The exception is that the first keyword in the returned val is allowed to be :COMPUTED-HINT-REPLACEMENT. Its value should be nil, t, or a list of terms. If this keyword is not present, the default value of nil is provided. We explain :COMPUTED-HINT-REPLACEMENT below.

The evaluation of a hint term is done with guard checking turned off (see set-guard-checking); e.g., the form (car 23) in a computed hint returns nil as per the axioms.

When a non-nil value is returned, the keyword/value pairs (other than the optional :COMPUTED-HINT-REPLACEMENT) are used as the hint for the subgoal in question. Thus, your job as the programmer of computed hints is either to cause an error, typically by invoking er, or to return a non-erroneous value triple whose value is the list of keys and values you would have typed had you supplied a common hint for the subgoal. (In particular, any theory expressions in it are evaluated with respect to the global current-theory, not whatever theory is active at the subgoal in question.) If the generated list of keywords and values is illegal, an error will be signaled and the proof attempt will be aborted.

The purpose of the :COMPUTED-HINT-REPLACEMENT keyword and its value, chr, is to change the list of hints. If chr is nil, then the hint which was applied is removed from the list of hints that is passed down to the children of the subgoal in question. This is the default. If chr is t, then the hint is left in the list of hints. This means that the same hint may act on the children of the subgoal. Otherwise, chr must be a list of terms, each of which is treated as a computed hint. The hint which was applied is deleted from the list of hints and the hints in chr are added to the list of hints passed to the children of the subgoal. The ability to compute new hints and pass them down allows strange and wonderful behavior.

For these purposes, the goals produced by induction and the top-level goals of forcing rounds are not considered children; all original hints are available to them.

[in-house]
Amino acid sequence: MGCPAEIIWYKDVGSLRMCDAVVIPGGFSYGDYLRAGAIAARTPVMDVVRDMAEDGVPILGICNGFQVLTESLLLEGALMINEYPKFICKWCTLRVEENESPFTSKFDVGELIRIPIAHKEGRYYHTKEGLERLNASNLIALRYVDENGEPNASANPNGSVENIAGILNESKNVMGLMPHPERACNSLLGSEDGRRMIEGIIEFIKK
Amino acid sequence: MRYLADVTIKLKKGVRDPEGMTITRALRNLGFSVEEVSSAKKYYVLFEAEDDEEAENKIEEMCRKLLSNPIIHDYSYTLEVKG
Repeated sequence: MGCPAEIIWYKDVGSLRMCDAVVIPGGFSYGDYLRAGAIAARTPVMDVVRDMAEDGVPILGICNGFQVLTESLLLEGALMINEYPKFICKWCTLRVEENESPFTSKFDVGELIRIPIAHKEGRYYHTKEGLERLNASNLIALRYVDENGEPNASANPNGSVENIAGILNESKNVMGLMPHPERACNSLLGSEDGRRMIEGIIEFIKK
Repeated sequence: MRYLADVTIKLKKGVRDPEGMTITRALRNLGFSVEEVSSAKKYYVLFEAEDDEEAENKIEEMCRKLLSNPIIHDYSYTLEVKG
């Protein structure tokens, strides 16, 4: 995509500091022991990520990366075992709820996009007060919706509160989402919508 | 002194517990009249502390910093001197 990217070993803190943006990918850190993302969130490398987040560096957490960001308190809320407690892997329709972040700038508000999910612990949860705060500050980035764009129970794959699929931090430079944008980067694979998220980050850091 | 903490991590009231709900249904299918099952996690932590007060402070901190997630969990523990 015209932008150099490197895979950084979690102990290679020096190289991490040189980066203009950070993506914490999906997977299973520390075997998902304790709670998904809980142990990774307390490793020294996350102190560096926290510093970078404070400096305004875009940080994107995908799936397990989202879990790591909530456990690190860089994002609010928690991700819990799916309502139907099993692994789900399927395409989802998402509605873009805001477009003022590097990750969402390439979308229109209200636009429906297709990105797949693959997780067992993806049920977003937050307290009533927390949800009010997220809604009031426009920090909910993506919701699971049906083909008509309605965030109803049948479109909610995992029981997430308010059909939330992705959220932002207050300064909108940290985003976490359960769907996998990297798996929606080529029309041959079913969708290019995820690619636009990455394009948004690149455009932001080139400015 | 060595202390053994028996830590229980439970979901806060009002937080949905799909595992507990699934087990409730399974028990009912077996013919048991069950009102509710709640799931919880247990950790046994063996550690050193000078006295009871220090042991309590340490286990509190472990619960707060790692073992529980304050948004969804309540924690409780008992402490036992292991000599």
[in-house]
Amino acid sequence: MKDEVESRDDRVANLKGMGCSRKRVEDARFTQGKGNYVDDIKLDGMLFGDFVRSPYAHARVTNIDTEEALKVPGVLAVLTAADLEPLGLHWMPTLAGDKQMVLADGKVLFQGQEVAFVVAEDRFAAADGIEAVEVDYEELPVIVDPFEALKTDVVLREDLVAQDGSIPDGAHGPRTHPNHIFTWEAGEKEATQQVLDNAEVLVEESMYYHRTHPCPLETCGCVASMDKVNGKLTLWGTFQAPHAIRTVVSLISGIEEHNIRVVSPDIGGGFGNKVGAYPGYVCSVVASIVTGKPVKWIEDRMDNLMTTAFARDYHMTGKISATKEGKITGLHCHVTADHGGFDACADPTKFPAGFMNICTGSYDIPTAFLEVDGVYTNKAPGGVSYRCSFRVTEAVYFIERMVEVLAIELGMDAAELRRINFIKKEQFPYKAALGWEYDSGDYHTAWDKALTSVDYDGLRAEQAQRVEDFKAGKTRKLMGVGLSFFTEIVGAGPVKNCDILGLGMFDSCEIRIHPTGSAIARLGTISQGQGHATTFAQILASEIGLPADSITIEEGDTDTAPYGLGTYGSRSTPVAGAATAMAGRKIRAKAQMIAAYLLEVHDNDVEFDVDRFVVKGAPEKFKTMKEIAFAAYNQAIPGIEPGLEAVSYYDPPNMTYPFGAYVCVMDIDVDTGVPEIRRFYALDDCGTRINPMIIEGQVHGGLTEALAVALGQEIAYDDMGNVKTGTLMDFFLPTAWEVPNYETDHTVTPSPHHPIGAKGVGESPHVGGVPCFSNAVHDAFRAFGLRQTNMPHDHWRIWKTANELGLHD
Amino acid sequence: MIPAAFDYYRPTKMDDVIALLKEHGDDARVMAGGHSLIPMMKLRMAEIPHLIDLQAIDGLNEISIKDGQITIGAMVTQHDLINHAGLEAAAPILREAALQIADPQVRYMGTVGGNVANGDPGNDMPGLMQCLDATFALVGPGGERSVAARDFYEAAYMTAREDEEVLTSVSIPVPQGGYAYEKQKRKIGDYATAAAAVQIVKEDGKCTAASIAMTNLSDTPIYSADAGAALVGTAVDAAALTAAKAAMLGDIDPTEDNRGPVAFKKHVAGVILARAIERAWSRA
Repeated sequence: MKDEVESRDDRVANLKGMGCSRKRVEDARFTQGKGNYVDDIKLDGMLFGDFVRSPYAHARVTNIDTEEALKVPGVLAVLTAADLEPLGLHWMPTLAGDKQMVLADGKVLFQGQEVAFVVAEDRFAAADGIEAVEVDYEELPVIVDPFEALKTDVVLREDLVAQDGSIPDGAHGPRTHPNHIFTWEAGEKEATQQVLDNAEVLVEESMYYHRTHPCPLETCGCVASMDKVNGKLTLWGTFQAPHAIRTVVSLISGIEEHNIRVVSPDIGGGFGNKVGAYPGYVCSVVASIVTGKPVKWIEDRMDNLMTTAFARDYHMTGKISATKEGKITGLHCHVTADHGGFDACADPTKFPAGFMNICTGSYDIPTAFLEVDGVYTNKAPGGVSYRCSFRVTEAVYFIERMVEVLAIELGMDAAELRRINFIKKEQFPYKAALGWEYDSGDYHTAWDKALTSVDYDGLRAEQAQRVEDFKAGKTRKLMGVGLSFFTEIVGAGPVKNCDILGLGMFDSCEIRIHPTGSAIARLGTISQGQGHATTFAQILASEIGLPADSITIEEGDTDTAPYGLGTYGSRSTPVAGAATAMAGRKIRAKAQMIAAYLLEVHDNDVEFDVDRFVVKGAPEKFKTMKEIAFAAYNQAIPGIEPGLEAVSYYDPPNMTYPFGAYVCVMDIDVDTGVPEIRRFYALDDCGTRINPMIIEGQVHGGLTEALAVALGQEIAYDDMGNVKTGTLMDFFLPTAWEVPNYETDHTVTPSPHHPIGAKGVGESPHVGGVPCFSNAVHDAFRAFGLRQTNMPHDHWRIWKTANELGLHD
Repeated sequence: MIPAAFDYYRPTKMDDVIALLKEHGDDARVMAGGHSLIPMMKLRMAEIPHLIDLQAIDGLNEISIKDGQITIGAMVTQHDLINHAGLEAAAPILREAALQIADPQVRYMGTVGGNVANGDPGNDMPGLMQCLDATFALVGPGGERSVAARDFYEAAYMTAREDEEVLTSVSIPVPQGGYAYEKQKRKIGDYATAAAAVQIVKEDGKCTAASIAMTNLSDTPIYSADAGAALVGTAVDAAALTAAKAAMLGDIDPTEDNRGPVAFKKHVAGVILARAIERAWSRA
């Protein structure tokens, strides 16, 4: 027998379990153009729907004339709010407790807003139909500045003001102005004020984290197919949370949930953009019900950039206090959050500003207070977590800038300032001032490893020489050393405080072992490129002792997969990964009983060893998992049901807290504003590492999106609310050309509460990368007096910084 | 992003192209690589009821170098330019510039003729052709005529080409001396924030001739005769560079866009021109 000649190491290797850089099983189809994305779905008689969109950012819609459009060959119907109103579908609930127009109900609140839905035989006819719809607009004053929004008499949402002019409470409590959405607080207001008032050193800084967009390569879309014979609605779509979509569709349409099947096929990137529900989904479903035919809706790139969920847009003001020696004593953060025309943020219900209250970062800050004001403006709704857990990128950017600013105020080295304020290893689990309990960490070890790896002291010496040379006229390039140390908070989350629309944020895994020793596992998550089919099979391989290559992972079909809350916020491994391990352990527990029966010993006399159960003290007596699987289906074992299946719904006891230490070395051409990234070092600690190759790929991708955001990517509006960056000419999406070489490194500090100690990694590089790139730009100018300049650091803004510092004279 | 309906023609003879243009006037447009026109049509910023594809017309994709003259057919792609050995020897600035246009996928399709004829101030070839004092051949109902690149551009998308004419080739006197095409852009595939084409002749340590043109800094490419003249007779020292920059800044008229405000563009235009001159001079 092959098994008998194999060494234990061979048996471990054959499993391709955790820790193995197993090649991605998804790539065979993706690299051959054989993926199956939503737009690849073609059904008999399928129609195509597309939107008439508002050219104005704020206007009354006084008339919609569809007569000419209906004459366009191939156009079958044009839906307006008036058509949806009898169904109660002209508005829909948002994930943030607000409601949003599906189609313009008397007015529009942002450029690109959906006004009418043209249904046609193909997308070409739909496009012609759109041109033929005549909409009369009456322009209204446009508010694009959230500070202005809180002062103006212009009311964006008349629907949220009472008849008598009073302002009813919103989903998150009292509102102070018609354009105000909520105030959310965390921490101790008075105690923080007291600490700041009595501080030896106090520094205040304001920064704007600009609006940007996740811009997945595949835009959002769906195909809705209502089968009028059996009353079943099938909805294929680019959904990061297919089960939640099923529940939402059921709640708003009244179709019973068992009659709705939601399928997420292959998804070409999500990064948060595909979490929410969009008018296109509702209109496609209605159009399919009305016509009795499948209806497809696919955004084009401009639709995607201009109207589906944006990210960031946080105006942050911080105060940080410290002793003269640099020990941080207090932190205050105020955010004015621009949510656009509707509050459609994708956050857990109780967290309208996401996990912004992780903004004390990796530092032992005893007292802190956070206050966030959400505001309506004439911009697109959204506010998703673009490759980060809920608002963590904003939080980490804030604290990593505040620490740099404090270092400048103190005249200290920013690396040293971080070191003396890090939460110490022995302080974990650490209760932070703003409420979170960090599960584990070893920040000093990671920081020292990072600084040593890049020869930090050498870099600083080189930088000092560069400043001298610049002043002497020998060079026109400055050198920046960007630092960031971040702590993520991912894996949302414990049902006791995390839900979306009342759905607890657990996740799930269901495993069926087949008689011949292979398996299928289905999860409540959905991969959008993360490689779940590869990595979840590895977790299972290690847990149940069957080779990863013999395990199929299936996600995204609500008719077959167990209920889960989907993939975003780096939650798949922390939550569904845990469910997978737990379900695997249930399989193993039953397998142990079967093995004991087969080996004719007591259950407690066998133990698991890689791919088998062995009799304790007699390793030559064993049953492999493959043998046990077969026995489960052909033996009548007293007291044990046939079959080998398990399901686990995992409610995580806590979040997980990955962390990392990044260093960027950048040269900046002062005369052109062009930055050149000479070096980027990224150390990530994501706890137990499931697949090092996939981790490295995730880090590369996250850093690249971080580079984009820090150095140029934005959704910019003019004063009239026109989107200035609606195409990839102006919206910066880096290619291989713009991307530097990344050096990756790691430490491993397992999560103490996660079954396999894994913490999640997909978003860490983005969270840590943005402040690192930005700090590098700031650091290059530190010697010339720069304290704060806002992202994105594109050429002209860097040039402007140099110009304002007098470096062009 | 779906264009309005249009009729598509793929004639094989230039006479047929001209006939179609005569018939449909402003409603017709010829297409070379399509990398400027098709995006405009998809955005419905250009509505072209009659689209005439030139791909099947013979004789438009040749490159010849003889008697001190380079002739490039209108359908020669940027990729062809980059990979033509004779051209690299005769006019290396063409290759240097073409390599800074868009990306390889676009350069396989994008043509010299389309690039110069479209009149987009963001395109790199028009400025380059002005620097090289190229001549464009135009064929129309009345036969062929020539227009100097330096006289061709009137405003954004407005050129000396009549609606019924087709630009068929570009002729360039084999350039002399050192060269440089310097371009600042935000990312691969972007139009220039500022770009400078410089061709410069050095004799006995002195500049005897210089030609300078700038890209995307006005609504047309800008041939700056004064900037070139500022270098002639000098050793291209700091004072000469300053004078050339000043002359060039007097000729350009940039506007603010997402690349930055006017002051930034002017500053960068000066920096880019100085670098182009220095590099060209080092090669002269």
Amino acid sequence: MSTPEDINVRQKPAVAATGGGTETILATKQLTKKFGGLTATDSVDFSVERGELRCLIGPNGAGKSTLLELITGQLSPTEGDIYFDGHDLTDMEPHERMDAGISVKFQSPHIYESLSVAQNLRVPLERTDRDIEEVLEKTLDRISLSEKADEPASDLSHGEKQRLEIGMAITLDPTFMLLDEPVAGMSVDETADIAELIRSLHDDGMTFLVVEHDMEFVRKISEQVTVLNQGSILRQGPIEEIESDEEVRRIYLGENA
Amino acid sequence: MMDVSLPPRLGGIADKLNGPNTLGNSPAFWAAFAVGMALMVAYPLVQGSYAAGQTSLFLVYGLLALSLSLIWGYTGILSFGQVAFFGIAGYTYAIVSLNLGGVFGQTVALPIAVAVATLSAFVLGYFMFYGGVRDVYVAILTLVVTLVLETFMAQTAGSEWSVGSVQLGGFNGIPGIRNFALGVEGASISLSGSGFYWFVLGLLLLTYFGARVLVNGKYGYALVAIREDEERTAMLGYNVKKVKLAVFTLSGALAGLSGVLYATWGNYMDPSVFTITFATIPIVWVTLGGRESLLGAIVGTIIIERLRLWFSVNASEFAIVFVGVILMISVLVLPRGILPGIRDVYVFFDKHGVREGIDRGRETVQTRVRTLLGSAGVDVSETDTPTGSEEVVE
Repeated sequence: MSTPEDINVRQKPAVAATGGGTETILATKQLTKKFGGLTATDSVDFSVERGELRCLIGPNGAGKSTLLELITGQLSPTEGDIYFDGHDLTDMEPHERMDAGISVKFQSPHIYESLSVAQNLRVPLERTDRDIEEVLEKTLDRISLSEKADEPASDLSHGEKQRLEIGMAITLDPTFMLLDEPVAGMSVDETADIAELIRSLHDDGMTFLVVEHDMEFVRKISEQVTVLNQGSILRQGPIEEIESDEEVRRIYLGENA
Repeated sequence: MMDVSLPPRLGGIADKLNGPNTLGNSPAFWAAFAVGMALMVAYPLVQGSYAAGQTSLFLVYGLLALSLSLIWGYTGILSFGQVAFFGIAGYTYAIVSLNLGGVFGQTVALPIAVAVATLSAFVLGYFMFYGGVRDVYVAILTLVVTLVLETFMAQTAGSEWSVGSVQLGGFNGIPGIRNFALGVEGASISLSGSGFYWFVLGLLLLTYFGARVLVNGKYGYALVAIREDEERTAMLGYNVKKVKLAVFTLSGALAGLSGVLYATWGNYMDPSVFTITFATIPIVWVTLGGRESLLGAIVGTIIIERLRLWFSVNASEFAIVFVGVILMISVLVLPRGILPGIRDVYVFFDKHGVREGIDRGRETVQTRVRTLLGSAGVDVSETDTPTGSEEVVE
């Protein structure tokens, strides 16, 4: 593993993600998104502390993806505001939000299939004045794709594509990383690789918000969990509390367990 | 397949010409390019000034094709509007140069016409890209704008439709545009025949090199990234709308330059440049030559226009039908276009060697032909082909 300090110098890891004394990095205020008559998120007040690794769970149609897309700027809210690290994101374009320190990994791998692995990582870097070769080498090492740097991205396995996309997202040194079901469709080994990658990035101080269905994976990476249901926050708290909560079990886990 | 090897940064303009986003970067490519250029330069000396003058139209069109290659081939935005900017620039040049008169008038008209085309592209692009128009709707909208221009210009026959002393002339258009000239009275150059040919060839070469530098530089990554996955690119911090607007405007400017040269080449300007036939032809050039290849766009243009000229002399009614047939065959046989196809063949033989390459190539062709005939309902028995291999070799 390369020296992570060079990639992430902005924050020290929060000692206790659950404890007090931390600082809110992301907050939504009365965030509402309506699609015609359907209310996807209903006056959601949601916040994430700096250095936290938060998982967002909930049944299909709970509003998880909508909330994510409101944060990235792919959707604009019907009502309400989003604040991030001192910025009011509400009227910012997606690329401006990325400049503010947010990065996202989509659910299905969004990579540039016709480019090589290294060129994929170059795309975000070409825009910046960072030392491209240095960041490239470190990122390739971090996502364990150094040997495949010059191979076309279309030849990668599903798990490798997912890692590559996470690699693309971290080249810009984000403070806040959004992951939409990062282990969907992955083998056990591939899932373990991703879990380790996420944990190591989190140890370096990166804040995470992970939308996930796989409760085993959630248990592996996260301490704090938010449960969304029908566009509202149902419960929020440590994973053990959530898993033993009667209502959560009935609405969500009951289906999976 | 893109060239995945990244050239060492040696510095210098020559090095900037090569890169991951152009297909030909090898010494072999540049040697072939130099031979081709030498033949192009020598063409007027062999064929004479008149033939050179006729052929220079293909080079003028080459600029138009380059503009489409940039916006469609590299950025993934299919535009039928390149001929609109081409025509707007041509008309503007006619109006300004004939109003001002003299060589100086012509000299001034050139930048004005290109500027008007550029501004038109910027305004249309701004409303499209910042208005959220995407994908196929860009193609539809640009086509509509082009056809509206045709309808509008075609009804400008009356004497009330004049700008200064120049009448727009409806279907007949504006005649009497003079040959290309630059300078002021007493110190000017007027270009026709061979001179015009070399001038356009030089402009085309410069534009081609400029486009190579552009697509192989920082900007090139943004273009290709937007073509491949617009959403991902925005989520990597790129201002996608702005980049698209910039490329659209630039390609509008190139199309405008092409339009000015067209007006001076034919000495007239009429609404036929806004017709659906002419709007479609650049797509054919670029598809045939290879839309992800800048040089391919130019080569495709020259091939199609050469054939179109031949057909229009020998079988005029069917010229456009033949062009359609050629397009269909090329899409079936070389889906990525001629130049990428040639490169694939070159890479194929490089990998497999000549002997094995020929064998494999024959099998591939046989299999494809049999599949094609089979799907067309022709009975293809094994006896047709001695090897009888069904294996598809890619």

Only the first hint applicable to a goal, as specified in the user-supplied list of :hints followed by the default-hints-table, will be applied to that goal. (For an advanced exception, see override-hints.)

It remains only to describe the bindings of the free variables.

Suppose the theorem prover is working on some clause, clause, named by some goal-spec, e.g., "Subgoal *1/2'''" in some logical world, world. Corresponding to the printed goal-spec is an internal data structure called a ``clause identifier'' id. See clause-identifier.

In the case of a common hint, the hint applies if the goal-spec of the hint is the same as the goal-spec of the clause in question.

In the case of a computed hint, the variable ID is bound to the clause id, the variable CLAUSE is bound to the (translated form of the) clause, and the variable WORLD is bound to the current ACL2 world. The variable STABLE-UNDER-SIMPLIFICATIONP is bound to t or nil. It is bound to t only if the clause is known to be stable under simplification. That is, the simplifier has been applied to the clause and did not change it. Such a clause is sometimes known as a ``simplification checkpoint.'' It is frequently useful to inject hints (e.g., to enable a rule or provide a :use hint) only when the goal in question has stabilized. If a hint is provided, the processing of the clause starts over with simplification.

As for CTX and STATE, they are provided so that you can pass them to the er macro to print error messages. We recommend not writing computed hints that otherwise change STATE!

The remaining variables, HIST and PSPV are not documented yet. Only users familiar with the internals of ACL2 are likely to need them or understand their values.

For some instruction about how to use computed hints, see using-computed-hints.